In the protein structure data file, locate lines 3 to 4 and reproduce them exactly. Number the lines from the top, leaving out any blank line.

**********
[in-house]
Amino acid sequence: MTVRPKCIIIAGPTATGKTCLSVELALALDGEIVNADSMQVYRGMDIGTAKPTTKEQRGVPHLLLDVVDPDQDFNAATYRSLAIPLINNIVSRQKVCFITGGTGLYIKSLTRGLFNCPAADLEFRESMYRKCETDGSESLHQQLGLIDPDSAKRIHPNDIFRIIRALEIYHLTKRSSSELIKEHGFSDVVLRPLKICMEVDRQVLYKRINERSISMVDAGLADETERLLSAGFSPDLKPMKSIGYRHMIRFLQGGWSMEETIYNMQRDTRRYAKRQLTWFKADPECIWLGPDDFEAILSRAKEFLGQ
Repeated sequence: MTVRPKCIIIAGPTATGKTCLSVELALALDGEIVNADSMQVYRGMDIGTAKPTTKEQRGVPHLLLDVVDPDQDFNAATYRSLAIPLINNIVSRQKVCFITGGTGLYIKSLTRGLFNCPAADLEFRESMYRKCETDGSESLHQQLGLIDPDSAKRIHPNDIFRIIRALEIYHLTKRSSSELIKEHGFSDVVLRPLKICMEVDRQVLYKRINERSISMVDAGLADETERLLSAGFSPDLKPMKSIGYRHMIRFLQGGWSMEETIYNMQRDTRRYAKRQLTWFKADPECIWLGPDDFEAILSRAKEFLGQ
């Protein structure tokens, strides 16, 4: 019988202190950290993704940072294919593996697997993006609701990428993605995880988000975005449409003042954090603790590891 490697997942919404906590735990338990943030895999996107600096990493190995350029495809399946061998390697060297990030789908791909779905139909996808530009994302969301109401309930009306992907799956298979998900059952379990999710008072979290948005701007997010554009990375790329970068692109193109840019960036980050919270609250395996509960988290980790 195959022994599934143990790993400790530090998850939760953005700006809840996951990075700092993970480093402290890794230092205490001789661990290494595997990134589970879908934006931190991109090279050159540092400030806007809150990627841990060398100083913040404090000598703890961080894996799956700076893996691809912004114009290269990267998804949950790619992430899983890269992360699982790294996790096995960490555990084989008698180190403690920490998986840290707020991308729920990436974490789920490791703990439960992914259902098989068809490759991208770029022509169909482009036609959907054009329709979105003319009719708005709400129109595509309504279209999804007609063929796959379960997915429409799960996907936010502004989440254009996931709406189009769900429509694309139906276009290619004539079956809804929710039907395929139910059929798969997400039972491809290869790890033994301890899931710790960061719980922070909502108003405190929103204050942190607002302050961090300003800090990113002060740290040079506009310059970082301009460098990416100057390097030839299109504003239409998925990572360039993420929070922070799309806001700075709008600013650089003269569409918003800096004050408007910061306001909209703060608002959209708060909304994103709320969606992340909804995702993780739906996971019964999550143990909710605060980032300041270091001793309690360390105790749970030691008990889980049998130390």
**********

Repeated sequence: MTVRPKCIIIAGPTATGKTCLSVELALALDGEIVNADSMQVYRGMDIGTAKPTTKEQRGVPHLLLDVVDPDQDFNAATYRSLAIPLINNIVSRQKVCFITGGTGLYIKSLTRGLFNCPAADLEFRESMYRKCETDGSESLHQQLGLIDPDSAKRIHPNDIFRIIRALEIYHLTKRSSSELIKEHGFSDVVLRPLKICMEVDRQVLYKRINERSISMVDAGLADETERLLSAGFSPDLKPMKSIGYRHMIRFLQGGWSMEETIYNMQRDTRRYAKRQLTWFKADPECIWLGPDDFEAILSRAKEFLGQ
């Protein structure tokens, strides 16, 4: 019988202190950290993704940072294919593996697997993006609701990428993605995880988000975005449409003042954090603790590891 490697997942919404906590735990338990943030895999996107600096990493190995350029495809399946061998390697060297990030789908791909779905139909996808530009994302969301109401309930009306992907799956298979998900059952379990999710008072979290948005701007997010554009990375790329970068692109193109840019960036980050919270609250395996509960988290980790 195959022994599934143990790993400790530090998850939760953005700006809840996951990075700092993970480093402290890794230092205490001789661990290494595997990134589970879908934006931190991109090279050159540092400030806007809150990627841990060398100083913040404090000598703890961080894996799956700076893996691809912004114009290269990267998804949950790619992430899983890269992360699982790294996790096995960490555990084989008698180190403690920490998986840290707020991308729920990436974490789920490791703990439960992914259902098989068809490759991208770029022509169909482009036609959907054009329709979105003319009719708005709400129109595509309504279209999804007609063929796959379960997915429409799960996907936010502004989440254009996931709406189009769900429509694309139906276009290619004539079956809804929710039907395929139910059929798969997400039972491809290869790890033994301890899931710790960061719980922070909502108003405190929103204050942190607002302050961090300003800090990113002060740290040079506009310059970082301009460098990416100057390097030839299109504003239409998925990572360039993420929070922070799309806001700075709008600013650089003269569409918003800096004050408007910061306001909209703060608002959209708060909304994103709320969606992340909804995702993780739906996971019964999550143990909710605060980032300041270091001793309690360390105790749970030691008990889980049998130390």